In number theory, a perfect totient number is an integer that is equal to the sum of its iterated totients. That is, we apply the totient function to a number n, apply it again to the resulting totient, and so on, until the number 1 is reached, and add together the resulting sequence of numbers; if the sum equals n, then n is a perfect totient number.
For example, there are six positive integers less than 9 and relatively prime to it, so the totient of 9 is 6; there are two numbers less than 6 and relatively prime to it, so the totient of 6 is 2; and there is one number less than 2 and relatively prime to it, so the totient of 2 is 1; and 9 = 6 + 2 + 1, so 9 is a perfect totient number.
The first few perfect totient numbers are
- 3, 9, 15, 27, 39, 81, 111, 183, 243, 255, 327, 363, 471, 729, 2187, 2199, 3063, 4359, 4375, ... (sequence A082897 in the OEIS).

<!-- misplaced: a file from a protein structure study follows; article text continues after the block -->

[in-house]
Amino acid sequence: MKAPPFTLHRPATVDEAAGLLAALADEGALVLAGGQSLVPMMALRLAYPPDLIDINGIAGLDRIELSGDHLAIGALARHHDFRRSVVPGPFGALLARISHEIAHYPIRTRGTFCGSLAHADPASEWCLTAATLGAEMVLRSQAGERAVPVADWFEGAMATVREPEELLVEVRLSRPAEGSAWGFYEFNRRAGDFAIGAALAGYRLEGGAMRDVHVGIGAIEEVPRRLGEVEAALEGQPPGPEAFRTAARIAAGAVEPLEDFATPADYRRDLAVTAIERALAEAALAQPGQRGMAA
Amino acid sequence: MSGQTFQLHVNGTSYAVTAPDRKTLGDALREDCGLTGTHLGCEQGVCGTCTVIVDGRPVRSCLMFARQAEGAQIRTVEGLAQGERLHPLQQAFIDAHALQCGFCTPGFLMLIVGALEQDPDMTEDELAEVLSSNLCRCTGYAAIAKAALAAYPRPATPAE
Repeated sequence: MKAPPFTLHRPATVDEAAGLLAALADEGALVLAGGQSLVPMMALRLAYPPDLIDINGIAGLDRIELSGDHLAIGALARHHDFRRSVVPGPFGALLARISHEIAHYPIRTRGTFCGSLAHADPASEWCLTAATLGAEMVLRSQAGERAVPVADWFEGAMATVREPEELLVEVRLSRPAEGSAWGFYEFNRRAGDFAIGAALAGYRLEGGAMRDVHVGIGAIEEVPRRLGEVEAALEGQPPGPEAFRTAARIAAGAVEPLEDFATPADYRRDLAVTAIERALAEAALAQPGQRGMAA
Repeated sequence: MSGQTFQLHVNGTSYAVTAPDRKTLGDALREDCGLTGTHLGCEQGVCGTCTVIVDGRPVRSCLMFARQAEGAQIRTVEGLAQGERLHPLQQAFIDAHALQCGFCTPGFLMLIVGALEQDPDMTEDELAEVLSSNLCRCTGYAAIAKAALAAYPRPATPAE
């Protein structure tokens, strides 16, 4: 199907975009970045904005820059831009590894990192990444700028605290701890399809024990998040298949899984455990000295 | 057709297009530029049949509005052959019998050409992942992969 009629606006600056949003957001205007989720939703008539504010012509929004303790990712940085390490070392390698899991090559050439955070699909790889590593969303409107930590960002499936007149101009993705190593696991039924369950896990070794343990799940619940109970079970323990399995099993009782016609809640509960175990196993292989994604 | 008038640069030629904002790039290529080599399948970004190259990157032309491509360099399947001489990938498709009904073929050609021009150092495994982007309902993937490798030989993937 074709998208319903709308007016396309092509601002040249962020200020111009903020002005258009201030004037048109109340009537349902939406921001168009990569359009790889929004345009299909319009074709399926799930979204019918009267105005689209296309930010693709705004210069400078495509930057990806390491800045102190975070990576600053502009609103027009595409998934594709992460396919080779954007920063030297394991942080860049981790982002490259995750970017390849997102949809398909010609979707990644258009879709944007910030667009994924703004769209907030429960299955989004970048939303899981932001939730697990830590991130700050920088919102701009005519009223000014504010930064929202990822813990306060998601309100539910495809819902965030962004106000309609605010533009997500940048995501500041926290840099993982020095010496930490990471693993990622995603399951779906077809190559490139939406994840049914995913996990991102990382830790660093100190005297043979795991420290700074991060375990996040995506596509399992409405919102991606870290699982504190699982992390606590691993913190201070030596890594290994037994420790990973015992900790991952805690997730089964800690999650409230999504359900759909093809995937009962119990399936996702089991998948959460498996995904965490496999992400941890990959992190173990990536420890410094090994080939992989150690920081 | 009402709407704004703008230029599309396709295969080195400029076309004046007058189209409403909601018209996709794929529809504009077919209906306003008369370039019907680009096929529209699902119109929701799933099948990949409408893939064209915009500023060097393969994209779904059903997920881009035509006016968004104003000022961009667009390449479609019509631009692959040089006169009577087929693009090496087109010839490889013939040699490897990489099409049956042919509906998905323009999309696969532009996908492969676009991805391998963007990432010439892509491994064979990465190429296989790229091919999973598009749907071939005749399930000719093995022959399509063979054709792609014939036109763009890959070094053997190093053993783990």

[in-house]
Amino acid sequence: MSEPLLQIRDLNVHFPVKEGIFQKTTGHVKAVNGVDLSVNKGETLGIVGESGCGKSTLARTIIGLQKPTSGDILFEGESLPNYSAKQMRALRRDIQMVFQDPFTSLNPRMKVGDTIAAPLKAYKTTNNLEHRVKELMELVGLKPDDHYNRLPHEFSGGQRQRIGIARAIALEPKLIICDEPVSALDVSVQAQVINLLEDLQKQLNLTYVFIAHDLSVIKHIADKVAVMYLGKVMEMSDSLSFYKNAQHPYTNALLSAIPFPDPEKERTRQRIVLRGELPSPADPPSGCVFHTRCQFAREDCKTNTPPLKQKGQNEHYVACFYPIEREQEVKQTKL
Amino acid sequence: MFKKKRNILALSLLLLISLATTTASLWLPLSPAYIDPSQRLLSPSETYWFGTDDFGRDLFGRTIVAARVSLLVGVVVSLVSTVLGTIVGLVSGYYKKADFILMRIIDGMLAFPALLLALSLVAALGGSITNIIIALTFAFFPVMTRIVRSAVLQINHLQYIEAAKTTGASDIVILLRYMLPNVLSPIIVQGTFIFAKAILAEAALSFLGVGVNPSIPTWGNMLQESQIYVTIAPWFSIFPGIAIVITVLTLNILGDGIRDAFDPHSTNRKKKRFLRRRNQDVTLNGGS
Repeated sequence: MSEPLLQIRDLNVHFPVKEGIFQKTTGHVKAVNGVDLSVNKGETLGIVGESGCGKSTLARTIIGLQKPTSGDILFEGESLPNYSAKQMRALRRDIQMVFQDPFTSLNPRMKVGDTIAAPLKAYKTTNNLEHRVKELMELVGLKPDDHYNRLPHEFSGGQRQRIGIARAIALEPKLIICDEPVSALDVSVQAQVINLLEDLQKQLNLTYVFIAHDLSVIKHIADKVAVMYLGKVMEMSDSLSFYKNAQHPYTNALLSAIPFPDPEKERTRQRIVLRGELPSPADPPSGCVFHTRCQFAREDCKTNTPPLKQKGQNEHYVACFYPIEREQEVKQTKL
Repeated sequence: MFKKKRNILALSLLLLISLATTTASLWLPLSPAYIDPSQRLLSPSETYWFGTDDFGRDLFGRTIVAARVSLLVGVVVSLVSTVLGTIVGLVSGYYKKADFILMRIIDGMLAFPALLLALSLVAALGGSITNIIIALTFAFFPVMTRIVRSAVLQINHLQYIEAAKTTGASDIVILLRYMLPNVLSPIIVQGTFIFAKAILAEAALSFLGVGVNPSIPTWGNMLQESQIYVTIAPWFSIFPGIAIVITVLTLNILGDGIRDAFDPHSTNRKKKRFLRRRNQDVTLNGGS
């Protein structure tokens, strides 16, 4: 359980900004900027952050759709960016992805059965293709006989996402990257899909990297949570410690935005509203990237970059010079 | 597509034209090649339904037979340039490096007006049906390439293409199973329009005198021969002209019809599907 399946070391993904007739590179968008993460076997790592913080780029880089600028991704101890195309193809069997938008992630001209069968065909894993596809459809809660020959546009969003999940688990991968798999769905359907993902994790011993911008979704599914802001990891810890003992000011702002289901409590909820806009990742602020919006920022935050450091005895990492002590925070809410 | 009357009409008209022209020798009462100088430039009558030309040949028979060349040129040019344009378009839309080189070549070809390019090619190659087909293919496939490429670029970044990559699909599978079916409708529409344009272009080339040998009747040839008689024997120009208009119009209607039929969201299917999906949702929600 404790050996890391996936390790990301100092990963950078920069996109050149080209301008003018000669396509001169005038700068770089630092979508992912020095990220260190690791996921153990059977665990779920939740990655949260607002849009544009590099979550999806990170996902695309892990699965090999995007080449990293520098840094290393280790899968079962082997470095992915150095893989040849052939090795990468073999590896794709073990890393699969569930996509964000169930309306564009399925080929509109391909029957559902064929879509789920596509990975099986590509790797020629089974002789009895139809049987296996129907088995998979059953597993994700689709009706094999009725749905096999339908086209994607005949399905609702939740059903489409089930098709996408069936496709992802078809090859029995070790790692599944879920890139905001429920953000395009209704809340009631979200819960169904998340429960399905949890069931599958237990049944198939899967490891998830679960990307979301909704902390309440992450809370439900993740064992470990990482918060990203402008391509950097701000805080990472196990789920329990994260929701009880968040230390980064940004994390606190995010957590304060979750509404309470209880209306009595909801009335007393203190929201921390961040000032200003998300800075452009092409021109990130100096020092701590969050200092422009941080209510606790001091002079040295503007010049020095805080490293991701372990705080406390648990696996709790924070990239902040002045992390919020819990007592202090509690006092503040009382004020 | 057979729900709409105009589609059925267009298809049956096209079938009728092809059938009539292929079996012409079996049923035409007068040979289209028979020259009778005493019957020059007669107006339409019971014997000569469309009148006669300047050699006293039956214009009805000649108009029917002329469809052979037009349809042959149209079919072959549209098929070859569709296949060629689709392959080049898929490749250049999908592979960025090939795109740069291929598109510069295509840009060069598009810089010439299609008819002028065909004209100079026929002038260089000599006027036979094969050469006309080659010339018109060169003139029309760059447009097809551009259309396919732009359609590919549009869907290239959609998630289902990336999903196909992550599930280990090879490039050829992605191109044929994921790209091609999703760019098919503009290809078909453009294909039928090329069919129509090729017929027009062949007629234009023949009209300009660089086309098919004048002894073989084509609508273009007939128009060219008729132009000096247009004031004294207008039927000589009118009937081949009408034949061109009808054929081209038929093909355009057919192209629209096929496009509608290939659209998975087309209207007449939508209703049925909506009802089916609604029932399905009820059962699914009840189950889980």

In symbols, one writes
for the iterated totient function. Then if c is the integer such that
one has that n is a perfect totient number if
Multiples and powers of three
It can be observed that many perfect totient are multiples of 3; in fact, 4375 is the smallest perfect totient number that is not divisible by 3. All powers of 3 are perfect totient numbers, as may be seen by induction using the fact that
Venkataraman (1975) found another family of perfect totient numbers: if p = 4 × 3k + 1 is prime, then 3p is a perfect totient number. The values of k leading to perfect totient numbers in this way are
More generally if p is a prime number greater than 3, and 3p is a perfect totient number, then p ≡ 1 (mod 4) (Mohan and Suryanarayana 1982). Not all p of this form lead to perfect totient numbers; for instance, 51 is not a perfect totient number. Iannucci et al. (2003) showed that if 9p is a perfect totient number then p is a prime of one of three specific forms listed in their paper. It is not known whether there are any perfect totient numbers of the form 3kp where p is prime and k > 3.
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